Boy who was ‘Lost on a Moun­tain in Maine’ dies at 90

Daily Local News (West Chester, PA) - - OBITUARIES - By David Sharp

PORT­LAND, MAINE >> Donn Fendler, who as a boy sur­vived nine days alone on Maine’s tallest moun­tain in 1939 and later wrote a book about the or­deal, has died at 90.

Fendler col­lab­o­rated with Joseph B. Egan on a book, “Lost on a Moun­tain in Maine,” which was re­quired reading for many fourth-graders in Maine. He also en­joyed vis­it­ing schools to tell his story.

He died Mon­day in Ban­gor, Maine, after be­ing hos­pi­tal­ized for fail­ing health, fam­ily mem­bers said.

“He loved Maine. He loved kids. He loved telling his story to kids to help them keep their cool if they get lost,” his niece, Nancy Fendler, said.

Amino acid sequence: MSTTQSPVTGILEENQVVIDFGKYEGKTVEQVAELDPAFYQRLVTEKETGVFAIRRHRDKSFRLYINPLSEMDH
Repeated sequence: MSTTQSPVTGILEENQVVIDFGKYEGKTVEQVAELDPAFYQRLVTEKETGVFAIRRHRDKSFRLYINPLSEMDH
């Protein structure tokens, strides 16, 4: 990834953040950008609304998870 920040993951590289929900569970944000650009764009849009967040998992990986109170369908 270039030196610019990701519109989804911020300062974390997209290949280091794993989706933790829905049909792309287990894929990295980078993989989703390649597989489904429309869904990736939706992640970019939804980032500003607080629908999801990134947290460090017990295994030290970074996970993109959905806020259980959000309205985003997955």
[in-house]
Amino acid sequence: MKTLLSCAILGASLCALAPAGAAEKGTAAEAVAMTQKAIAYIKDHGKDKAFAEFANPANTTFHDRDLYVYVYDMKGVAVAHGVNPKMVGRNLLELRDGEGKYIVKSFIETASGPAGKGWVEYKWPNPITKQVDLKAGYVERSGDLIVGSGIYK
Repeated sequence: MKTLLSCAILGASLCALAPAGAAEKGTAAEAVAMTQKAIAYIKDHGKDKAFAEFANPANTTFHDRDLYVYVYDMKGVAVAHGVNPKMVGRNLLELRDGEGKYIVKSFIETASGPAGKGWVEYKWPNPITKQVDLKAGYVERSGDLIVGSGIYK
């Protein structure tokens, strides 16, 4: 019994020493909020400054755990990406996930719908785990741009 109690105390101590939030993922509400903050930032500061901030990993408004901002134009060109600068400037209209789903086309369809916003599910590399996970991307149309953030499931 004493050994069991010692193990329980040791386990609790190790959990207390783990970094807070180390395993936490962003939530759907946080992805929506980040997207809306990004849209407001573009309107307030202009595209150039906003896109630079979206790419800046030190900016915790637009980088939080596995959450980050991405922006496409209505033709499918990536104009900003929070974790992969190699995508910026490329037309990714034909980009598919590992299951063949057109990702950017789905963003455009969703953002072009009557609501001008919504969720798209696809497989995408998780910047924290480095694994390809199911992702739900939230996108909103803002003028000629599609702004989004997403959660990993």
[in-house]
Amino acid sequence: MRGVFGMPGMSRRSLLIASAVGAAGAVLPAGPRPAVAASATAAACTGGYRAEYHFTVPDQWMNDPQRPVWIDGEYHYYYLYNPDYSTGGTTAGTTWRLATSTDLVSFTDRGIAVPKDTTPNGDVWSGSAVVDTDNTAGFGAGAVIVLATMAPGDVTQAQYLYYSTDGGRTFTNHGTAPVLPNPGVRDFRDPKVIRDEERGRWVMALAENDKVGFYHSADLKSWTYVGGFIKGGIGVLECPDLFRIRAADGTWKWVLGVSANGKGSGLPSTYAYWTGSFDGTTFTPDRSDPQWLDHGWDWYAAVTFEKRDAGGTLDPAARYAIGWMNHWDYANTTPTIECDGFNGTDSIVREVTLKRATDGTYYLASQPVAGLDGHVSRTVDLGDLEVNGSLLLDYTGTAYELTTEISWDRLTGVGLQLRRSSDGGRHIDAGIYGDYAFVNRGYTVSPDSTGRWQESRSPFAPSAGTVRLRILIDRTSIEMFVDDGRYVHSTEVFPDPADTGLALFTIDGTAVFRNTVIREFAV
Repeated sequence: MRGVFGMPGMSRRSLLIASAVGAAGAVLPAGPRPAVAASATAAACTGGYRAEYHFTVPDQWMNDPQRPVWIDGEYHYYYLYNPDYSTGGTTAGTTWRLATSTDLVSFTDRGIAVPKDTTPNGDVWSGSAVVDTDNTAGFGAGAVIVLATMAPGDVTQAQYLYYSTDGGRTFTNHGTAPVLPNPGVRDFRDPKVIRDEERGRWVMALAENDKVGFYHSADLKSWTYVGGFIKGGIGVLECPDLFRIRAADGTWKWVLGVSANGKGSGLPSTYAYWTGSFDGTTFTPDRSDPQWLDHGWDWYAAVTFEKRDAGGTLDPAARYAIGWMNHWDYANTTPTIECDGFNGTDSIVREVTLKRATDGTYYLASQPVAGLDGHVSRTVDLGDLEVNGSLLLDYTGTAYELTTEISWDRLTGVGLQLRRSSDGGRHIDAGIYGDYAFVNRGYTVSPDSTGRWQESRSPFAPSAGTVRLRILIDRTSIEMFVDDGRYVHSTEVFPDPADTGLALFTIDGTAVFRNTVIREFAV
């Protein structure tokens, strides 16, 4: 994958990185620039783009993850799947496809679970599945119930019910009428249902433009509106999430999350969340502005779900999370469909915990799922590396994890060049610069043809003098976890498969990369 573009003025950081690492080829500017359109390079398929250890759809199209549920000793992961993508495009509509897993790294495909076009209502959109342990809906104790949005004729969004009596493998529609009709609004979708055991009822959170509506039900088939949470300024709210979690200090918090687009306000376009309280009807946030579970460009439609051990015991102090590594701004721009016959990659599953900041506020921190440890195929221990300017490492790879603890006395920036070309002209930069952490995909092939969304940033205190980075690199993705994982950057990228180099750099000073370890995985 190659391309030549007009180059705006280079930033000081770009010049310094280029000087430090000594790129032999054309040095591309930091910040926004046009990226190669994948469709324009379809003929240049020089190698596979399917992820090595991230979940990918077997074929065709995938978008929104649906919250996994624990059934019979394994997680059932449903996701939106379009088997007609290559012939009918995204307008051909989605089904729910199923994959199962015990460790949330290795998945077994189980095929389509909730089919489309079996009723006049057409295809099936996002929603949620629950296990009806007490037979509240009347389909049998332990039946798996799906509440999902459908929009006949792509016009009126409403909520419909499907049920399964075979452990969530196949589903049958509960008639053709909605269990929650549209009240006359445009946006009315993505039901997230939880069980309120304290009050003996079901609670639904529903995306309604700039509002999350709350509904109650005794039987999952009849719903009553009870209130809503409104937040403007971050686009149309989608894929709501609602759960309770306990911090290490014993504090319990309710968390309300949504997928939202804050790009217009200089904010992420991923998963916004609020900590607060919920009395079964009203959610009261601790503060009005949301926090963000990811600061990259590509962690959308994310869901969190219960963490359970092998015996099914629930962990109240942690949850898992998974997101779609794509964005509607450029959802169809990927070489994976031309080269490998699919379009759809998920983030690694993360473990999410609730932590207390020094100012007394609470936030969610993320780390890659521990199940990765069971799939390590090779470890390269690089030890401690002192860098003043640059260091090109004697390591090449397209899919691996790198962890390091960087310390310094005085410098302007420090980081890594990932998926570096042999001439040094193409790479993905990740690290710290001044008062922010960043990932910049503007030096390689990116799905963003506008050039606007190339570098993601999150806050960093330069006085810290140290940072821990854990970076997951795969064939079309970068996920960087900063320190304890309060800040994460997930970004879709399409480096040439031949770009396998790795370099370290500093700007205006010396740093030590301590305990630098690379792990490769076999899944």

Fendler said he used tech­niques learned as a Boy Scout to sur­vive on Mount Katahdin, the north­ern ter­mi­nus of the Ap­palachian Trail.

As a 12-year-old, Fendler got lost while hik­ing and made his way down the moun­tain and through the woods to the east branch of the Penob­scot River, where he was found more than 30 miles from where he started. Bruised and cut, starved and shoe­less, he’d sur­vived by eat­ing berries. He had lost 15 pounds.

The book be­came a chil­dren’s clas­sic. A graphic novel, “Lost Trail, Nine Days Alone in the Wilder­ness,” was pub­lished five years ago. A movie is now in the works.

His fam­ily is­sued a state­ment Tues­day, say­ing his sur­vival story “will stand for­ever as a tes­ta­ment to the mercy and mir­a­cles of God, faith in God, prayer and de­ter­mi­na­tion to never give up.”

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